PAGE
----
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  • Title: The Merchant of Venice (Quarto 1, 1600)
  • Editor: Janelle Jenstad

  • Copyright Janelle Jenstad. This text may be freely used for educational, non-profit purposes; for all other uses contact the Editor.
    Author: William Shakespeare
    Editor: Janelle Jenstad
    Not Peer Reviewed

    The Merchant of Venice (Quarto 1, 1600)

    The comicall Historie of
    It is engendred in the eye,
    With gazing fed, and Fancie dies:
    In the cradle where it lies
    Let vs all ring Fancies knell.
    1355Ile begin it.
    Ding, dong, bell.
    Ding, dong, bell.
    Bass. So may the outward showes be least themselues,
    The world is still deceau'd with ornament
    1360In Law, what plea so tainted and corrupt,
    But being season'd with a gracious voyce,
    Obscures the show of euill. In religion
    What damned error but some sober brow
    vvill blesse it, and approue it with a text,
    1365Hiding the grosnes with faire ornament:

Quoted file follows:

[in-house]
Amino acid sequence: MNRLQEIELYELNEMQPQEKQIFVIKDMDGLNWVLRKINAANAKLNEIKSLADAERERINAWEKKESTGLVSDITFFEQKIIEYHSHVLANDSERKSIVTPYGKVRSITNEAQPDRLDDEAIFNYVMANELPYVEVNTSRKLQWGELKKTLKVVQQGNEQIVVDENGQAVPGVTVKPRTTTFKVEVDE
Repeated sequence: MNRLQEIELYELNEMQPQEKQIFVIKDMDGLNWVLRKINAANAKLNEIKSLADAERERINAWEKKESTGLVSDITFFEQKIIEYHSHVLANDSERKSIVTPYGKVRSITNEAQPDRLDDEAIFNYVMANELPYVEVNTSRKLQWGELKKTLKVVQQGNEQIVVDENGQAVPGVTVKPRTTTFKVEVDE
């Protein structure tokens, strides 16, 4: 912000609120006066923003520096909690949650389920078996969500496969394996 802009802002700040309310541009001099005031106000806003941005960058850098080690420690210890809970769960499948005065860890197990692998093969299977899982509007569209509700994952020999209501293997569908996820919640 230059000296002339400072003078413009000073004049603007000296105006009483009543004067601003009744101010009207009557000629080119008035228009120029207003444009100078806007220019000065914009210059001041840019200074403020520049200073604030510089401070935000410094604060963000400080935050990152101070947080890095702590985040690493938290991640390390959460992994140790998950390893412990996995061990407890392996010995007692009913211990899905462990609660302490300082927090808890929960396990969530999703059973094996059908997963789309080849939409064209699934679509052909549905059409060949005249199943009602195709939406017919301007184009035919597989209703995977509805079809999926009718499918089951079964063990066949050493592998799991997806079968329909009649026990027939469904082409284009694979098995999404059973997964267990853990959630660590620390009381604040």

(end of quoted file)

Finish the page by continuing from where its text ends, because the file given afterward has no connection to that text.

There is no voyce so simple, but assumes
    Some marke of vertue on his outward parts;
    How many cowards whose harts are all as false
    As stayers of sand, weare yet vpon their chins
    1370The beards of Hercules and frowning Mars,
    vvho inward searcht, haue lyuers white as milke,
    And these assume but valours excrement
    To render them redoubted. Looke on beauty,
    And you shall see tis purchast by the weight,
    1375vvhich therein works a miracle in nature,
    Making them lightest that weare most of it:
    So are those crisped snaky golden locks
    vvhich maketh such wanton gambols with the wind
    Vpon supposed fairenes, often knowne
    1380To be the dowry of a second head,
    The scull that bred them in the Sepulcher.
    Thus ornament is but the guiled shore
    To a most dangerous sea: the beautious scarfe
    vailing an Indian beauty; In a word,
    1385The seeming truth which cunning times put on
    To intrap the wisest. Therefore then thou gaudy gold,
    Hard food for Midas, I will none of thee,